journaltitle = {Proceedings of the National Academy of Sciences},
  volume = {113},
  pages = {6166--6171},
  issn = {1091-6490},
  doi = {10.1073/pnas.1523586113},
  url = {http://mfkp.org/INRMM/article/14054074},
  abstract = {[Significance]

We identify a consistent reduction in the clarity and vividness of people's memory of their past unethical actions, which explains why they behave dishonestly repeatedly over time. Across nine studies using diverse sample populations and more than 2,100 participants, we find that, as compared with people who engaged in ethical behavior and those who engaged in positive or negative actions, people who acted unethically are the least likely to remember the details of their actions. That is, people experience unethical amnesia: unethical actions tend to be forgotten and, when remembered, memories of unethical behavior become less clear and vivid over time than memories of other types of behaviors. Our findings advance the science of dishonesty, memory, and decision making.

[Abstract]

Despite our optimistic belief that we would behave honestly when facing the temptation to act unethically, we often cross ethical boundaries. This paper explores one possibility of why people engage in unethical behavior over time by suggesting that their memory for their past unethical actions is impaired. We propose that, after engaging in unethical behavior, individuals' memories of their actions become more obfuscated over time because of the psychological distress and discomfort such misdeeds cause. In nine studies (n = 2,109), we show that engaging in unethical behavior produces changes in memory so that memories of unethical actions gradually become less clear and vivid than memories of ethical actions or other types of actions that are either positive or negative in valence. We term this memory obfuscation of one's unethical acts over time ” unethical amnesia.” Because of unethical amnesia, people are more likely to act dishonestly repeatedly over time.

[Excerpt:Discussion]

We encounter moral situations frequently. Indeed, morality is ” a uniquely human characteristic -- one that sets us apart from other species”. Because morality is such a fundamental part of human existence, people have a strong incentive to view themselves and be viewed by others as moral individuals. However, when encountering an opportunity to act dishonestly and benefit from it, people often choose to diverge from their moral compass and cheat. Across nine studies using diverse sample populations (undergraduate students and online panels of adults), we examine one possible reason why, despite the discomfort they experience after behaving unethically, people engage in similar ethically questionable behaviors over time. We find evidence that people experience unethical amnesia, forgetting of the details of their unethical actions over time, even when the transgressions are minimal and hypothetical. We document that acting unethically produces changes in memory, such that the memories of unethical actions are less clear and vivid over time than the memories of other type of actions. After they behave unethically, individuals' memories of their actions become more obfuscated over time because of the psychological distress and discomfort caused by such misdeeds. This unethical amnesia and the alleviation of such dissonance over time are followed by more dishonesty subsequently in the future. 

Our studies contribute to the literature on memory and motivated forgetting in four important ways. 

[::] First, we examine memories of unethical deeds to understand the extent to which people think about such actions. Prior research has demonstrated that moral disengagement and motivated forgetting of ethical standards are common consequences of dishonesty. The empirical studies on motivated forgetting often focus on the memory of a specific threat-related stimulus rather than on the clarity and vividness of the memory of such incidents. In this paper, we examine the clarity, vividness, and level of details of people's memories of their unethical acts. [...]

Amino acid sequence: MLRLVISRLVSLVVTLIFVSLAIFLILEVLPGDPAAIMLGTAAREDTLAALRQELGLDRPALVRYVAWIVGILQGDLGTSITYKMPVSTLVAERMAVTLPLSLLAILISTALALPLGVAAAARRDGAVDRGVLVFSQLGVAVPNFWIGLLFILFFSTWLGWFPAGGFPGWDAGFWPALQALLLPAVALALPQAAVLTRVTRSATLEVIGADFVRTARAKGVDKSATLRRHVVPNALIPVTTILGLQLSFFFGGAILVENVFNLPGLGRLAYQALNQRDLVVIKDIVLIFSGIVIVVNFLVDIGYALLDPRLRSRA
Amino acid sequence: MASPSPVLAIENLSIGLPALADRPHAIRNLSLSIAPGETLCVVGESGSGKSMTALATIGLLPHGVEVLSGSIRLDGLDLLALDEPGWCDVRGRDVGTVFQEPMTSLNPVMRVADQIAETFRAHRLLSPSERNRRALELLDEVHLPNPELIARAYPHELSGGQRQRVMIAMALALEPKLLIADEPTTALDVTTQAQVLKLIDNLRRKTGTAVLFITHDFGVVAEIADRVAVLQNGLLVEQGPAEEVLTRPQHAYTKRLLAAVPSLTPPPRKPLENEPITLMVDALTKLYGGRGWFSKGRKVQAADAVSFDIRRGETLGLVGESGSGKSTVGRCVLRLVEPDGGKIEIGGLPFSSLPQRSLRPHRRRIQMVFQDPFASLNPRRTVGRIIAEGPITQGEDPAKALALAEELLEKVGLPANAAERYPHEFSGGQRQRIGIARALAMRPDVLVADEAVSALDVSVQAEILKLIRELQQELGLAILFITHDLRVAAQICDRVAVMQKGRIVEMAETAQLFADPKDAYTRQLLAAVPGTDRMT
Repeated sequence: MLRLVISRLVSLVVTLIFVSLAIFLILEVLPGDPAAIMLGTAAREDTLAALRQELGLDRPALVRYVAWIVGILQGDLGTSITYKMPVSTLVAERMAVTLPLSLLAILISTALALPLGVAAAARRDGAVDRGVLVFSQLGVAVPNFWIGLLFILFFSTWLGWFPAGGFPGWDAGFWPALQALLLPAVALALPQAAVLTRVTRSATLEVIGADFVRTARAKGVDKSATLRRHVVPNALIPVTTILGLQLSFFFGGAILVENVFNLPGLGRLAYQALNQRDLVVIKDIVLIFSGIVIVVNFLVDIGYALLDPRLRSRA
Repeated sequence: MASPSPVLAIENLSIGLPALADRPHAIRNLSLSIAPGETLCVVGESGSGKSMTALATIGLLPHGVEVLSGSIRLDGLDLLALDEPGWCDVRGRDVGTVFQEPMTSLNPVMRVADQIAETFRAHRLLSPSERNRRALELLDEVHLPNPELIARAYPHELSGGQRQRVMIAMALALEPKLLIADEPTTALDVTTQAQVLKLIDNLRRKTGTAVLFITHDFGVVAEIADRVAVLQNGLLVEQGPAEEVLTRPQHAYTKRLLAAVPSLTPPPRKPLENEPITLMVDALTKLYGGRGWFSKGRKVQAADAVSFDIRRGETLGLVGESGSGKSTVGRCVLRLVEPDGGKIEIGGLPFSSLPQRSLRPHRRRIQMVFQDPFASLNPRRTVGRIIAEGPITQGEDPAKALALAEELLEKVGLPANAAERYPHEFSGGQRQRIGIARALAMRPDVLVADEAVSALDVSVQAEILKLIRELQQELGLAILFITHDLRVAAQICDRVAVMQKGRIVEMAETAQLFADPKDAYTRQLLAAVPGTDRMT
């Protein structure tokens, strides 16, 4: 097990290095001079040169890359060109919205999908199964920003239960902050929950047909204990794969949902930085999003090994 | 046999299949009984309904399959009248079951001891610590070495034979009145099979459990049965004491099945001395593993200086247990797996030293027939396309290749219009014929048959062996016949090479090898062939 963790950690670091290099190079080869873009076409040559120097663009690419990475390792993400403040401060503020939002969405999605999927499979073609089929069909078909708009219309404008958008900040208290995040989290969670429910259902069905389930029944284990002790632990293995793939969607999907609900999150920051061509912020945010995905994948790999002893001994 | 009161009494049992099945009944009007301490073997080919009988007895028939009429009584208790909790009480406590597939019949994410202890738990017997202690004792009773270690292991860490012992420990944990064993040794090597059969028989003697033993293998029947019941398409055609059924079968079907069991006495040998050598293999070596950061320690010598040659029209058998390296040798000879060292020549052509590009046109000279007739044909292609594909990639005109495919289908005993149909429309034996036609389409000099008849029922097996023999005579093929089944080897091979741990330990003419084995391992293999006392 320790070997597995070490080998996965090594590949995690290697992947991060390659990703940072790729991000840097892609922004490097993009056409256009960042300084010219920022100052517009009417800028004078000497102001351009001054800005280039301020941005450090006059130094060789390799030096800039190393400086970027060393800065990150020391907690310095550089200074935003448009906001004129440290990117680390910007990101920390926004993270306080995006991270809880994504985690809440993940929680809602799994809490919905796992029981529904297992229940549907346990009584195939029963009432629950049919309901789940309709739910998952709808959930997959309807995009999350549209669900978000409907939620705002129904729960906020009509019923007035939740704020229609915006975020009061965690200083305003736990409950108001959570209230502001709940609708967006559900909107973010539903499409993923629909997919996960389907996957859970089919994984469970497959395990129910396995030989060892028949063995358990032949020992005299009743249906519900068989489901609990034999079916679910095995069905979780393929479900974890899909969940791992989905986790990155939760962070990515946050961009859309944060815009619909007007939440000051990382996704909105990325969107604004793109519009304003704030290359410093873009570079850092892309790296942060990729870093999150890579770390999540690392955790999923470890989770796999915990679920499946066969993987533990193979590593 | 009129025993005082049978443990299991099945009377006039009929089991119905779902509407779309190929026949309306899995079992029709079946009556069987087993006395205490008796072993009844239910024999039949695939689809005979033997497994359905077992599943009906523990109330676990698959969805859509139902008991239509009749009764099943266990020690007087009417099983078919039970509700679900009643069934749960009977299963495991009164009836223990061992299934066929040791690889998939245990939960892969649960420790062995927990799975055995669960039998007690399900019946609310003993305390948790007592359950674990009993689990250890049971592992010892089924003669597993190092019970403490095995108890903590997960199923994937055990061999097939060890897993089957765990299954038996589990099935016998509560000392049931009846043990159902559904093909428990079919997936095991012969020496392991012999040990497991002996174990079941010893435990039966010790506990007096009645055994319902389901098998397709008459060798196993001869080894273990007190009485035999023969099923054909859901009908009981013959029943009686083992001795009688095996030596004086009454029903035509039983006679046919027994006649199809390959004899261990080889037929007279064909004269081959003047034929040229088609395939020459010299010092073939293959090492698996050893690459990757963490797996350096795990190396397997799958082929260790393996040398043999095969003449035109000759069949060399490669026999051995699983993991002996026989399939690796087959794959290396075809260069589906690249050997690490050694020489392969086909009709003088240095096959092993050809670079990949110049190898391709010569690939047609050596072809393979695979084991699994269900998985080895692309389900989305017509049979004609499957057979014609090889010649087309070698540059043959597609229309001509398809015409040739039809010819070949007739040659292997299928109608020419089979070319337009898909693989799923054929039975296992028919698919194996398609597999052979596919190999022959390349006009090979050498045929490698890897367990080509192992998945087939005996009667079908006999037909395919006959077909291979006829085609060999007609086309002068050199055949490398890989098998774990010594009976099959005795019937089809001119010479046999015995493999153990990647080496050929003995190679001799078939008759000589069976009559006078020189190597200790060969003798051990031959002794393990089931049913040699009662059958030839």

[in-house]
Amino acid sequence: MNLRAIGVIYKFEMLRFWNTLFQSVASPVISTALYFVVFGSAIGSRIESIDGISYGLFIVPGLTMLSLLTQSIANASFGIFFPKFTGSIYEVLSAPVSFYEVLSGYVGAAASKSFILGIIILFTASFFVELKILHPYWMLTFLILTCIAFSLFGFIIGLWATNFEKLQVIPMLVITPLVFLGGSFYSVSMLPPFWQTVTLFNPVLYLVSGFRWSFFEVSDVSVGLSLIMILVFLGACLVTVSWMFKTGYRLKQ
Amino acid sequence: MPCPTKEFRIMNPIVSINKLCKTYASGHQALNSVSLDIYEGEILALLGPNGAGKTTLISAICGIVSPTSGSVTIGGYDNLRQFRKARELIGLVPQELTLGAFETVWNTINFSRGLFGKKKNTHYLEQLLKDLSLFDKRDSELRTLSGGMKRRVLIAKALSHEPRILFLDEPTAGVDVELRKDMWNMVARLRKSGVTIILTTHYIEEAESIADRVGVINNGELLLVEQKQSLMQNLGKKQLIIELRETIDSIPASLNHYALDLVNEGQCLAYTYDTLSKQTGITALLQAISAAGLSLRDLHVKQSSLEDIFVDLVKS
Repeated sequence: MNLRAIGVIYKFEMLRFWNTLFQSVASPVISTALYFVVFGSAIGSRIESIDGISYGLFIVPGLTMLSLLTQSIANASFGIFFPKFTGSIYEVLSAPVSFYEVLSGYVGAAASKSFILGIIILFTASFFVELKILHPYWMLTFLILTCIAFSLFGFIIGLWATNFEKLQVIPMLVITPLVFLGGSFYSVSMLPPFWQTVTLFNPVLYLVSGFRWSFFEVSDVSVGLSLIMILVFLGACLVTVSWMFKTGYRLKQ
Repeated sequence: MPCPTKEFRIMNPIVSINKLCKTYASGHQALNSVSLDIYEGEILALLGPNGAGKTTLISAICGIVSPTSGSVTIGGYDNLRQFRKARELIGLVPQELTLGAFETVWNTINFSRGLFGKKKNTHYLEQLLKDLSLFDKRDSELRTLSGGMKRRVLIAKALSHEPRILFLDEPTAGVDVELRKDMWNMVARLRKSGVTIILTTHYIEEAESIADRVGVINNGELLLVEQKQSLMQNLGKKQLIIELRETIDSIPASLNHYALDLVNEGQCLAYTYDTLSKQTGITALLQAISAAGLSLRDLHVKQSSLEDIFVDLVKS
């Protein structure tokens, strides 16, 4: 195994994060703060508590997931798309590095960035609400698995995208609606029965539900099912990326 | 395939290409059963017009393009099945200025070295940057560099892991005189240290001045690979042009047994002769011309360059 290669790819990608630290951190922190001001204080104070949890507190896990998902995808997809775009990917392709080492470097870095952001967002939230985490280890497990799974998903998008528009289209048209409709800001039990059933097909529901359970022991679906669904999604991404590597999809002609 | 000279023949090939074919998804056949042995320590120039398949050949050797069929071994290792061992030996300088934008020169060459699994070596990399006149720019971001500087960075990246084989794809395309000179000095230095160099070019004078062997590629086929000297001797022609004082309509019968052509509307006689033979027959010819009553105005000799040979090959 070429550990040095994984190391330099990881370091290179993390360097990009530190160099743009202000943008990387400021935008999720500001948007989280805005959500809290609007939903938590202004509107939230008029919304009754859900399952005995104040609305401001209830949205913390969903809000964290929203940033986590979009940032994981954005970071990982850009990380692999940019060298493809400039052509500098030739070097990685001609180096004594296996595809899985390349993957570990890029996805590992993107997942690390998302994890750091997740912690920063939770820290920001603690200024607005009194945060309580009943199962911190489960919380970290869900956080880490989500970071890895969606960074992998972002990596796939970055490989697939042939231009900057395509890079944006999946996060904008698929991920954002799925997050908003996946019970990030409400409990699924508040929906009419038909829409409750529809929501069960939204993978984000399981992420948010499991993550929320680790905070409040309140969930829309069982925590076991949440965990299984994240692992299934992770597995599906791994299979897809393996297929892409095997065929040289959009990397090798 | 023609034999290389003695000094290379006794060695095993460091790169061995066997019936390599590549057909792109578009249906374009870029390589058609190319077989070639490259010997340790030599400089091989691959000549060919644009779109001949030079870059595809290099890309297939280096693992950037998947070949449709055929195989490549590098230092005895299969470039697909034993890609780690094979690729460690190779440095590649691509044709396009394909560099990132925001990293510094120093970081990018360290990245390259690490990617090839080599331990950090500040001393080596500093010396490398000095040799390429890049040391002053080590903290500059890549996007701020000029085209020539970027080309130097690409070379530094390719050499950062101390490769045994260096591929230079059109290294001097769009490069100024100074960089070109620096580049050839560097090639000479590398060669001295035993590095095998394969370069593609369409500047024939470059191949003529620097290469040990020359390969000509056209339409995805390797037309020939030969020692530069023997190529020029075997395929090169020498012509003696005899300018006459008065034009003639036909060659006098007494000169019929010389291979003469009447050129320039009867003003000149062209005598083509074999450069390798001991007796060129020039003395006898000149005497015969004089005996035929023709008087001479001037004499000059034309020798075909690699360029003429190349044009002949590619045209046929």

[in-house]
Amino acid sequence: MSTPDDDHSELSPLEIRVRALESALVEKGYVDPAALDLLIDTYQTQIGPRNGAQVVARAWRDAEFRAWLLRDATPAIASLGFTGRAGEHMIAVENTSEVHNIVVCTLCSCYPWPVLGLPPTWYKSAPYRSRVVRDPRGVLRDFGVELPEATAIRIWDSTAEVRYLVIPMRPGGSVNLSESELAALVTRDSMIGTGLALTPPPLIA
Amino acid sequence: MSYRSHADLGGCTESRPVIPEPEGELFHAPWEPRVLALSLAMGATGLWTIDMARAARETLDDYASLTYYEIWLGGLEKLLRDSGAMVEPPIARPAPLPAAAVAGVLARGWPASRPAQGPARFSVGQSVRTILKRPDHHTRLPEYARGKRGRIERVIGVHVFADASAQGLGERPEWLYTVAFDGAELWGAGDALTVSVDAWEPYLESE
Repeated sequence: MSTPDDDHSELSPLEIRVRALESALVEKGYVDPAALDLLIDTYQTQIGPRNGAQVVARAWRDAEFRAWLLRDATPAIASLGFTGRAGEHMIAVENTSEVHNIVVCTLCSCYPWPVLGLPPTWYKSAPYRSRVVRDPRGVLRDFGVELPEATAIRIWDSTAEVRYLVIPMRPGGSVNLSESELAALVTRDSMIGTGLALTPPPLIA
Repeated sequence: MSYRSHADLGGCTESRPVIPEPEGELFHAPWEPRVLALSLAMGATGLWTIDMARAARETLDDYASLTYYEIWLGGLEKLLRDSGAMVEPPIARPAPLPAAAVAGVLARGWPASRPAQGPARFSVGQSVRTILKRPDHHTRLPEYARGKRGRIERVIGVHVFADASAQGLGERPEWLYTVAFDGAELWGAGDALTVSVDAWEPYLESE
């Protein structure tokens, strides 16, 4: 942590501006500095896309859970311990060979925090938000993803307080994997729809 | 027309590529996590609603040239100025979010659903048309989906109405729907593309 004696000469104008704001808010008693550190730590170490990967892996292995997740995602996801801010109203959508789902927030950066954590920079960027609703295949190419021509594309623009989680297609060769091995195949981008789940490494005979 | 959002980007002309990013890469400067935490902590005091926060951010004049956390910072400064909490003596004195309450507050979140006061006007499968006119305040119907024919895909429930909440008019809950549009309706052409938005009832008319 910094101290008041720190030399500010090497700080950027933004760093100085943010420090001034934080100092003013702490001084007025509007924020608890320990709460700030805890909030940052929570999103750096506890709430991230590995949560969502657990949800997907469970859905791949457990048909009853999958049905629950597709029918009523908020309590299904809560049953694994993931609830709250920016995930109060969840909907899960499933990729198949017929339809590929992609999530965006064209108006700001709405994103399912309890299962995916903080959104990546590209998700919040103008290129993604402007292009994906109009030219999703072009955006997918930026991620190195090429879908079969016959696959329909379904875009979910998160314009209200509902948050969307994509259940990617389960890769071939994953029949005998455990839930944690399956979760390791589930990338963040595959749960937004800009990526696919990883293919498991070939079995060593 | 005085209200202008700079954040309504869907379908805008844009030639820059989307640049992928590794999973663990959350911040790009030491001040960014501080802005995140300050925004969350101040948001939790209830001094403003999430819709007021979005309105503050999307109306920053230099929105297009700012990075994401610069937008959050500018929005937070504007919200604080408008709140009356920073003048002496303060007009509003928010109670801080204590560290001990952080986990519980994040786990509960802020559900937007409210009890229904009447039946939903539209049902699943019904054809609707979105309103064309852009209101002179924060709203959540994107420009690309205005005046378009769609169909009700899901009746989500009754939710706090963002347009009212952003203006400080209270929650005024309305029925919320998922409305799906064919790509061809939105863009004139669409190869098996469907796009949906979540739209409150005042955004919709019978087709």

[::] Second, most studies of emotional memory have examined short-lived emotional reactions to specific stimuli and have not considered the longer-term effects. [...] We thus contribute to the research on memory biases and distortions by demonstrating that one's unethical acts lead to gradual decrements of the memory of the situation and the details associated with it. Specifically, our findings show that at the time of an ethical or unethical event, people's subjective experiences of it do not differ from a memory perspective. Over time, however, people's memory for unethical acts becomes less accessible, vivid, and clear. Presumably this obfuscation occurs because the memory of unethical acts is unwelcome, and thus people are less likely to think about them. [...]

[::] Third, knowing that individuals self-enhance and forget memories is not sufficient; we need to know why this forgetting occurs and what implications it has on people's behavior. Our results indicate that unethical amnesia is driven by the desire to lower one's distress that comes from acting unethically and to maintain a positive self-image as a moral individual. This may be an adaptive, defensive behavior, because people are less likely to retrieve memories that threaten their self-concept and induce a negative mood. As a result, because unwanted memories of their dishonest behavior are obfuscated, people are more likely to act unethically repeatedly over time. 

[::] Fourth, we find that remembering personal experiences is modulated by the relevance of the events to one's self-image. People's self-images are grounded in autobiographical memories. We did not find a difference between the memory of ethical and unethical actions performed by someone else, i.e., in the third-party accounts. Given the importance of morality in person perception, remembering one's unethical actions is distinct from the memory of other unpleasant situations because of morality's critical role in one's self-view. Memories of one's unethical behavior fade faster over time because of the greater motivated forgetting relative to other events.[...]

[\textbackslash n] [...]},
  keywords = {*imported-from-citeulike-INRMM,~INRMM-MiD:c-14054074,~to-add-doi-URL,cognitive-biases,cognitive-structure,ethics,memory,psychology},
  number = {22}
}
Downloads: 0